The European Parliament’s (EP) primary raison d’être is the representation of the EU citizens, providing its members with the necessary argumentative basis to claim: There is no democratic legitimacy in EU politics without us! – Whereas this claim is the same today as it was almost 70 years ago, the Assembly which was established as part of the European Communities in the 1950s had little in common with today’s EP. Indeed, the institution was not intended by the founding treaties to be more than a consultative assembly with some power of control over the Communities’ executive. Accordingly, its members (MEPs) were no directly elected full-time Euro-parliamentarians, but delegates from the member states’ national parliaments for whom the EP mandate constituted just one of many parliamentary tasks. Nevertheless, most early MEPs behaved as if they sat in a fully-fledged supranational parliament already.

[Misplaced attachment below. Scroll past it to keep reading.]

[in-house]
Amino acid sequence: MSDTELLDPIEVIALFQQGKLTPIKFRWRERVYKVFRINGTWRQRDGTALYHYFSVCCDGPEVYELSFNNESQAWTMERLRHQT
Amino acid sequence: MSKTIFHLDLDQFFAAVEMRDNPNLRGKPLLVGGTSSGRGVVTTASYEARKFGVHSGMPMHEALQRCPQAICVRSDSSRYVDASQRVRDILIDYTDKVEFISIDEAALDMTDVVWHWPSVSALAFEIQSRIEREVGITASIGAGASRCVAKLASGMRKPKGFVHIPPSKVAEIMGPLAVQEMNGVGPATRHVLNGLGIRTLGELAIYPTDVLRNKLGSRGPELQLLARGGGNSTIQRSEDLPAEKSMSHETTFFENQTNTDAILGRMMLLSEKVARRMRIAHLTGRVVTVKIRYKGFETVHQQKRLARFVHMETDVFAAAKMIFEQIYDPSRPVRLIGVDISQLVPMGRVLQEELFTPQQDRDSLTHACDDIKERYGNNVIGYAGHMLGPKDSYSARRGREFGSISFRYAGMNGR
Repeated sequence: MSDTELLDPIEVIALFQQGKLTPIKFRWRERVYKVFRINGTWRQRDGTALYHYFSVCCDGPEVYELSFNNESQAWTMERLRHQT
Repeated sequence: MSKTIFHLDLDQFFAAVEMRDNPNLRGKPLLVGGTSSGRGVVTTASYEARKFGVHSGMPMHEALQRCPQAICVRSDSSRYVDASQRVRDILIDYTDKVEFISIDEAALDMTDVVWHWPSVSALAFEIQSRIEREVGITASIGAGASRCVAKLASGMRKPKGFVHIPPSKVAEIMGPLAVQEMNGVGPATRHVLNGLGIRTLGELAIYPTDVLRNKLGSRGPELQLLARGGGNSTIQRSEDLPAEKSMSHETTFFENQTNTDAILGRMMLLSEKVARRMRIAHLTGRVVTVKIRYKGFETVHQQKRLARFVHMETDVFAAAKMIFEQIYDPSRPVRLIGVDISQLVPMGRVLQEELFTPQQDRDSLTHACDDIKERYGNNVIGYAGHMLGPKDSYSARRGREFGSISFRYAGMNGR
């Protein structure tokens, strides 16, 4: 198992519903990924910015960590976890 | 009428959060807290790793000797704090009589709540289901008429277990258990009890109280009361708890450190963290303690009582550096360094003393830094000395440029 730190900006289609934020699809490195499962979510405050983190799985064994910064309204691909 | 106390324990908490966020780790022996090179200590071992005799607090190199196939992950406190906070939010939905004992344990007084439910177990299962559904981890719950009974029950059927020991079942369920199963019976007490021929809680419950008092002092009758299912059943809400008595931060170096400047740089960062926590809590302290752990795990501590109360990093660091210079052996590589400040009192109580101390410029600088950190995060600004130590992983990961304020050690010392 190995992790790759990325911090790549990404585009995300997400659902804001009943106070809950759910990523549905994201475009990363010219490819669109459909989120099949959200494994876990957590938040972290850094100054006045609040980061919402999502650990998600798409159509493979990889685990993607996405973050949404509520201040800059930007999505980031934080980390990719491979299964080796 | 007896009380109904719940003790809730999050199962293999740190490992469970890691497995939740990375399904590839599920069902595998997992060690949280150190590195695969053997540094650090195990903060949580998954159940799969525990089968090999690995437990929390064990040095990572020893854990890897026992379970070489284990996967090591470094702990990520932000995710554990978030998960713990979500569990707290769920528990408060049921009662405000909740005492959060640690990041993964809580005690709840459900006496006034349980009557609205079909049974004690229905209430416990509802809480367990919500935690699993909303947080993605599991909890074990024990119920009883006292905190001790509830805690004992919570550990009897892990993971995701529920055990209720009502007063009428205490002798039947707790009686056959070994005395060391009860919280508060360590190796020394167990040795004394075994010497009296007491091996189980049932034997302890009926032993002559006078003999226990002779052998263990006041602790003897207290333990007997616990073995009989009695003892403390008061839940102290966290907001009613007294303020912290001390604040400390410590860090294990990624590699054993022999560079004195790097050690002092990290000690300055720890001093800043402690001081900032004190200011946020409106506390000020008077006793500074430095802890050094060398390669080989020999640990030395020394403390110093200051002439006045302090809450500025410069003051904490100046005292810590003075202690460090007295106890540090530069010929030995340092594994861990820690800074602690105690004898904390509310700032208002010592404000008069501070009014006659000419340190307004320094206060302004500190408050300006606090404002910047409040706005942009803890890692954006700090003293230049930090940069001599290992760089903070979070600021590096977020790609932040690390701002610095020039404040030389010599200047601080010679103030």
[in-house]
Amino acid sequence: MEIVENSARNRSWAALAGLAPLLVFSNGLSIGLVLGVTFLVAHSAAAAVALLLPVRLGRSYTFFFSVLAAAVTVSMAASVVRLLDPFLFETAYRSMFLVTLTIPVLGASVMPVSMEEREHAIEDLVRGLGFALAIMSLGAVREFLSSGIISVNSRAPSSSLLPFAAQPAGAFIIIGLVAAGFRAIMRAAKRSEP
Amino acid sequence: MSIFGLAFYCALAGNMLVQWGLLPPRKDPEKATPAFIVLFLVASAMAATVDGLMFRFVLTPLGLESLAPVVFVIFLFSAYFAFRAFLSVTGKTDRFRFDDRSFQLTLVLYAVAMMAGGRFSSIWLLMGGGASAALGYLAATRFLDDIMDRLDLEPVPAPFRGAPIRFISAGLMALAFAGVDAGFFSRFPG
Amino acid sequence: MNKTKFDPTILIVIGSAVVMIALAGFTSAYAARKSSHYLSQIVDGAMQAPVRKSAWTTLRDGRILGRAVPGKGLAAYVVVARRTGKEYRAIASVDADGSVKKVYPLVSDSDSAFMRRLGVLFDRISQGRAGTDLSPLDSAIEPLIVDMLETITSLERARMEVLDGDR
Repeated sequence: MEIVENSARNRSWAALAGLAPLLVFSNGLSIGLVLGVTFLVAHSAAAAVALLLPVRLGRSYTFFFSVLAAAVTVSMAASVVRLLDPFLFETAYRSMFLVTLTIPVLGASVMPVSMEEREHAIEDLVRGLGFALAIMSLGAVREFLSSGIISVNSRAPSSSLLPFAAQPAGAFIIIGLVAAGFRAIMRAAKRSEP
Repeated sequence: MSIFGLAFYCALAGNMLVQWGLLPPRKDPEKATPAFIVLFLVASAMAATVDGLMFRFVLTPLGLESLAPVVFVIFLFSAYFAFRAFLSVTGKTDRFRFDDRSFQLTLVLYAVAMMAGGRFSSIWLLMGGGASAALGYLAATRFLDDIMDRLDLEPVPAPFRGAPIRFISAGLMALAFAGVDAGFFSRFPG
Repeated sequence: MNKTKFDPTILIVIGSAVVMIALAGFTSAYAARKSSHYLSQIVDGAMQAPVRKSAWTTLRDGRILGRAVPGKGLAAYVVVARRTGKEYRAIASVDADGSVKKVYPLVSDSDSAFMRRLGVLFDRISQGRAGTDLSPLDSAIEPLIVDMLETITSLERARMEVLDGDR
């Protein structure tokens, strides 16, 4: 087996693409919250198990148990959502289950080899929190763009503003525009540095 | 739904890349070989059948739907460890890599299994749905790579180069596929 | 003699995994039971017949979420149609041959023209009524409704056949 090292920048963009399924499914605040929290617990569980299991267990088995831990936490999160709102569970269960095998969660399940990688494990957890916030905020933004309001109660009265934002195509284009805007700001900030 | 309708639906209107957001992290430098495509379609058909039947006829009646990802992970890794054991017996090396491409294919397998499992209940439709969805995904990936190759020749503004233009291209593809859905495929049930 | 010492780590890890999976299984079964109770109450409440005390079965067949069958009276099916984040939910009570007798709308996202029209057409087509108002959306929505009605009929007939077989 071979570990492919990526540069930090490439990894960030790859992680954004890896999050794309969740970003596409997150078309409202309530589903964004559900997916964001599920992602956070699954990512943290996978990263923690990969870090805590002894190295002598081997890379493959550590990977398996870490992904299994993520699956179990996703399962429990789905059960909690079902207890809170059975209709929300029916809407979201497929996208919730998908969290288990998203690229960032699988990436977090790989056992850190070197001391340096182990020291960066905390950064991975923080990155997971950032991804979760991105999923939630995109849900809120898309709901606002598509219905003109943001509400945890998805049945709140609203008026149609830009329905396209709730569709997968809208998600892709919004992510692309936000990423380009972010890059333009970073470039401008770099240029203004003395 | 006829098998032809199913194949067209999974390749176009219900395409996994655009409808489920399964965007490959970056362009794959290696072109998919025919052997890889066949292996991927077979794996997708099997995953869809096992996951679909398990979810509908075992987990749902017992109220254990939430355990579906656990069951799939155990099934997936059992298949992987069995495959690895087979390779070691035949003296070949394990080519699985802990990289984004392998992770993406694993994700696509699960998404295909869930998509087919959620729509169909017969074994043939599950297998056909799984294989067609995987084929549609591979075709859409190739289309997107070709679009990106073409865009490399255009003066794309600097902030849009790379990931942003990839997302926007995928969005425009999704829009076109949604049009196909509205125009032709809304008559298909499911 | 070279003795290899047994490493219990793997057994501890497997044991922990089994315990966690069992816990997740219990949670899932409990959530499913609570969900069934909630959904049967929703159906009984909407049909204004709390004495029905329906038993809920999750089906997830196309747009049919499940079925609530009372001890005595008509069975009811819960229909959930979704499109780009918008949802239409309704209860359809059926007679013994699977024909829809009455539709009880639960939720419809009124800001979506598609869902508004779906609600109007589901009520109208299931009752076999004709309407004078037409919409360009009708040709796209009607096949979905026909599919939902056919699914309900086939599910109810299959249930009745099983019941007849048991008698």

On 18 March 2021, I will give a talk on the early European Parliament’s role in the democratisation of the European Communities at the conference ‘Democracy in the Construction of Europe‘ (organised by Sara Lorenzini, Umberto Tulli and Gabriele D’Ottavio from the University of Trento’s same-named Jean Monnet project). In my talk, I will discuss how MEPs organized working routines and procedures within the EP according to their ideas of what the EP should become, rather than with respect to the powers it formally held. By presenting the EP as the Communities’ parliament acting in the citizens’ interest, MEPs sought to emphasise their institution’s role as provider of democratic legitimacy for Community policy-making. In so doing, the delegates hoped to convince the member states’ citizens of the added value of closer European integration whilst simultaneously enhancing their own institution’s position. Even though they could build their parliamentary activism on little more than the EP’s power of deliberation, the early MEPs achieved a series of noteworthy successes in their pursuit of turning the EP into a supranational parliament.